We tend to think of Melbourne and other cities in Australia as places that are food secure; nationally, we produce enough food to support 60,000,000 people, more than twice our population, in service of our role as a major exporter of primary goods and food products. Supermarket shelves are usually filled with food, all year around.
But in the last 18 months we’ve seen images of sparsely-occupied shelves, crops being dug back into their fields and students queueing for food vouchers. The compounding crises of bushfire and pandemic have revealed some of the cracks in our food supply system, flaws that make our population vulnerable to scarcity.
Join Dr Rachel Carey, who will be exploring what we need to do to strengthen the resilience of Melbourne’s food system to future shocks and stresses, particularly those related to climate change and pandemic, seeking a more nuanced conversation about matching up available resources with the healthy, sustainable diets we want our population to be maintaining.
We can leverage the lessons from the pandemic to transform the way we manage our food system, through strengthening local and regional food supply chains; sustaining the productivity of fertile land on the urban fringe; building efficient, circular food economies to minimise waste; promoting resilient, sustainable production systems adapted to a changing climate, such as regenerative or agri-ecological approaches; building livelihoods through addressing insecure employment, low wages and poor working conditions in the food industry; and redesigning systems of food relief to ensure equitable, dignified access to healthy, sustainable, culturally-appropriate food during times of system stress.
About the Speaker:
Dr Rachel Carey is a Lecturer in Food Systems at the University of Melbourne’s Faculty of Veterinary and Agricultural Sciences, where her teaching and research focuses particularly on the governance of resilient and sustainable food systems.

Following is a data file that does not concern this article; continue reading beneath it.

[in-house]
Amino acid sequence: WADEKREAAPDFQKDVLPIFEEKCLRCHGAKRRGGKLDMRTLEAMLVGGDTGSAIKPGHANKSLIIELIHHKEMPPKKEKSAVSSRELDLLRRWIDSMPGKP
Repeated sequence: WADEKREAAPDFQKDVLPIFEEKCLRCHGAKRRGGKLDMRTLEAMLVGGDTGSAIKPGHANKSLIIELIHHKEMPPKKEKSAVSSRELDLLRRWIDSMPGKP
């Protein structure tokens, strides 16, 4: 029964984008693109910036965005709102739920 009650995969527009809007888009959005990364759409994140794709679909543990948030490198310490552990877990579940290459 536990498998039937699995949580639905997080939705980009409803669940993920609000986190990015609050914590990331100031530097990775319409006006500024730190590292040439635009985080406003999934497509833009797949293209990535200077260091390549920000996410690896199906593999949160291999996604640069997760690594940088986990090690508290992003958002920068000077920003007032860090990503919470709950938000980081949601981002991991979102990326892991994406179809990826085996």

Rachel leads the Foodprint Melbourne project, which is investigating the resilience of Melbourne’s food system to shocks and stresses and the role of Melbourne’s foodbowl in increasing the resilience of the city’s food supply. The project team is working with a wide range of stakeholders to plan interventions to increase the resilience and sustainability of the city’s food system. Project partners include the City of Melbourne, Resilient Melbourne, Port Phillip and Westernport Catchment Management Authority, the Interface Councils and the Peri-Urban Group of Rural Councils. The project is funded by the Lord Mayor’s Charitable Foundation.
One of Rachel’s key research interests is the resilience and sustainability of city food systems in the face of growing challenges from climate change, pandemic, population growth, urban sprawl and from declining supplies of natural resources, such as land, water and fossil fuels. Rachel’s research has also focused on analysis and development of food policies and the governance of ‘free range’ and other higher animal welfare labelling. She has a particular interest in integrated food policies and in cross-sector and collaborative approaches to developing food policy.
Rachel has worked on food policies for the City of Melbourne and the City of Greater Geelong, and she is a member of the Melbourne Food Alliance. Rachel is a member of the Editorial Board of the journal Agriculture and Human Values. She has a PhD from the University of Manchester (UK) and a Masters degree in Food Policy from City University (UK).
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